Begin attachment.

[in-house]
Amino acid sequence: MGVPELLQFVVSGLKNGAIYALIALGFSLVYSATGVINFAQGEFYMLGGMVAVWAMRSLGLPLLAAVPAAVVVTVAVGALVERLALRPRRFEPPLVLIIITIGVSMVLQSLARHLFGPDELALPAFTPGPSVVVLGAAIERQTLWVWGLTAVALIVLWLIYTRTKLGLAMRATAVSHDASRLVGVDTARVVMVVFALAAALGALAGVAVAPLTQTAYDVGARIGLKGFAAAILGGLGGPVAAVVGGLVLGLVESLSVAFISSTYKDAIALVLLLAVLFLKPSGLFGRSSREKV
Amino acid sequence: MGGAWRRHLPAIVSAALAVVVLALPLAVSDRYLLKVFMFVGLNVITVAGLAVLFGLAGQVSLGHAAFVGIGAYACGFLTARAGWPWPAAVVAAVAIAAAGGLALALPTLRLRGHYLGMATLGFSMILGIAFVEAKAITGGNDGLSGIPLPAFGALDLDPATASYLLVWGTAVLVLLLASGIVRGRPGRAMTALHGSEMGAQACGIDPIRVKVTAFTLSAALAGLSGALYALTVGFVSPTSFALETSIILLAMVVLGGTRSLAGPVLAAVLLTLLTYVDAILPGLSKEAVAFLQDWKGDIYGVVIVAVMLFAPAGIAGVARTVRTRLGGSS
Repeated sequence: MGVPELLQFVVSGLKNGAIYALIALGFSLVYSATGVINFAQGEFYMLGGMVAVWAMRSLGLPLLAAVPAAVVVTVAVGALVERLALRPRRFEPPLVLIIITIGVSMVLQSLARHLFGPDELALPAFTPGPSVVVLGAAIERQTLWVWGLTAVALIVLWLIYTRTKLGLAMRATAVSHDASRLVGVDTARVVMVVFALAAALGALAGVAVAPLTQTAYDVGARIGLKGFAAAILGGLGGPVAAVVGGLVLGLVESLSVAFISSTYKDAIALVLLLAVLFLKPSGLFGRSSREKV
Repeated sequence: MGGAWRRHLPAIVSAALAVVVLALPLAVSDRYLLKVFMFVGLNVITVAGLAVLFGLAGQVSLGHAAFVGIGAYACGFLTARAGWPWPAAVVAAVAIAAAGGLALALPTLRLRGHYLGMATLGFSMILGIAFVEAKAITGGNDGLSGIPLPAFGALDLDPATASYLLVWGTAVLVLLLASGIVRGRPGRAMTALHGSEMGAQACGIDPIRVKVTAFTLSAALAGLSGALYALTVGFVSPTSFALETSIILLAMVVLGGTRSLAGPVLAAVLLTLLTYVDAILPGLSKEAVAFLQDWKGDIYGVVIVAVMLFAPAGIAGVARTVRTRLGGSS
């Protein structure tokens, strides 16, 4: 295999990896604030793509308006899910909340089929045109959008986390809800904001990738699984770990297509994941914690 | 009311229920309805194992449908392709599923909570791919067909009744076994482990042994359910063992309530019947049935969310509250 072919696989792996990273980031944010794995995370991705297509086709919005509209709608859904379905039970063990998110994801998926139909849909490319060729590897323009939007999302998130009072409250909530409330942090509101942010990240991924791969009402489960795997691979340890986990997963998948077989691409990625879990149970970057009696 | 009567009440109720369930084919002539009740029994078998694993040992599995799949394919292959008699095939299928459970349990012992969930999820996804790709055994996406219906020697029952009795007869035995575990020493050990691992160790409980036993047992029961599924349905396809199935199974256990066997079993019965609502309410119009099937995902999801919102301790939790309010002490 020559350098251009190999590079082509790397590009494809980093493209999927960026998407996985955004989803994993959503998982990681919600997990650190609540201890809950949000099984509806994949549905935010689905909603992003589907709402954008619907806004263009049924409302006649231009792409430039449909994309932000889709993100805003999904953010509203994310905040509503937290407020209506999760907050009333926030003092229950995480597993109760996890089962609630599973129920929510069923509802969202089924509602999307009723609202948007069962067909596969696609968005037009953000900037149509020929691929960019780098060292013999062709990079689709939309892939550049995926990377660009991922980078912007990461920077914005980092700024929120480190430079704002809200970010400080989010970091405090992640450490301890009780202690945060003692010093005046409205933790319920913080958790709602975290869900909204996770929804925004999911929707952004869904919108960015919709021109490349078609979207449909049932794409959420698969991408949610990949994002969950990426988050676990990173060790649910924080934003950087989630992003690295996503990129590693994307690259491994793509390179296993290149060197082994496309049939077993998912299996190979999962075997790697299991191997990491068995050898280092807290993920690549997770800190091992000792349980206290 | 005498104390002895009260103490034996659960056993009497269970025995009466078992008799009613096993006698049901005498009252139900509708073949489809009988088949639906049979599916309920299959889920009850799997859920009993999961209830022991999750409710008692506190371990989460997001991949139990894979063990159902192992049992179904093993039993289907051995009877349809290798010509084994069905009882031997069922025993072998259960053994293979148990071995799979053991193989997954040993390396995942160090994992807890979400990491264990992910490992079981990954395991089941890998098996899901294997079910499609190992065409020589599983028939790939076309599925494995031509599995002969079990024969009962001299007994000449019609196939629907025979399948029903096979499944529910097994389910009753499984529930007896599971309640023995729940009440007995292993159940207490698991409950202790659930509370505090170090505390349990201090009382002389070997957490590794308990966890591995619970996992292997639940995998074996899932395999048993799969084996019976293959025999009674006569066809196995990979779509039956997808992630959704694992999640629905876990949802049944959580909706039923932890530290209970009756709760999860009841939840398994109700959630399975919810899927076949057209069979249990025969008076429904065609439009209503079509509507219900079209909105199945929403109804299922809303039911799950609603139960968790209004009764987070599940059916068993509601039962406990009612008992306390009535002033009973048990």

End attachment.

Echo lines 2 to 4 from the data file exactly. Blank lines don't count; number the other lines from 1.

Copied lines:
Amino acid sequence: MGVPELLQFVVSGLKNGAIYALIALGFSLVYSATGVINFAQGEFYMLGGMVAVWAMRSLGLPLLAAVPAAVVVTVAVGALVERLALRPRRFEPPLVLIIITIGVSMVLQSLARHLFGPDELALPAFTPGPSVVVLGAAIERQTLWVWGLTAVALIVLWLIYTRTKLGLAMRATAVSHDASRLVGVDTARVVMVVFALAAALGALAGVAVAPLTQTAYDVGARIGLKGFAAAILGGLGGPVAAVVGGLVLGLVESLSVAFISSTYKDAIALVLLLAVLFLKPSGLFGRSSREKV
Amino acid sequence: MGGAWRRHLPAIVSAALAVVVLALPLAVSDRYLLKVFMFVGLNVITVAGLAVLFGLAGQVSLGHAAFVGIGAYACGFLTARAGWPWPAAVVAAVAIAAAGGLALALPTLRLRGHYLGMATLGFSMILGIAFVEAKAITGGNDGLSGIPLPAFGALDLDPATASYLLVWGTAVLVLLLASGIVRGRPGRAMTALHGSEMGAQACGIDPIRVKVTAFTLSAALAGLSGALYALTVGFVSPTSFALETSIILLAMVVLGGTRSLAGPVLAAVLLTLLTYVDAILPGLSKEAVAFLQDWKGDIYGVVIVAVMLFAPAGIAGVARTVRTRLGGSS
Repeated sequence: MGVPELLQFVVSGLKNGAIYALIALGFSLVYSATGVINFAQGEFYMLGGMVAVWAMRSLGLPLLAAVPAAVVVTVAVGALVERLALRPRRFEPPLVLIIITIGVSMVLQSLARHLFGPDELALPAFTPGPSVVVLGAAIERQTLWVWGLTAVALIVLWLIYTRTKLGLAMRATAVSHDASRLVGVDTARVVMVVFALAAALGALAGVAVAPLTQTAYDVGARIGLKGFAAAILGGLGGPVAAVVGGLVLGLVESLSVAFISSTYKDAIALVLLLAVLFLKPSGLFGRSSREKV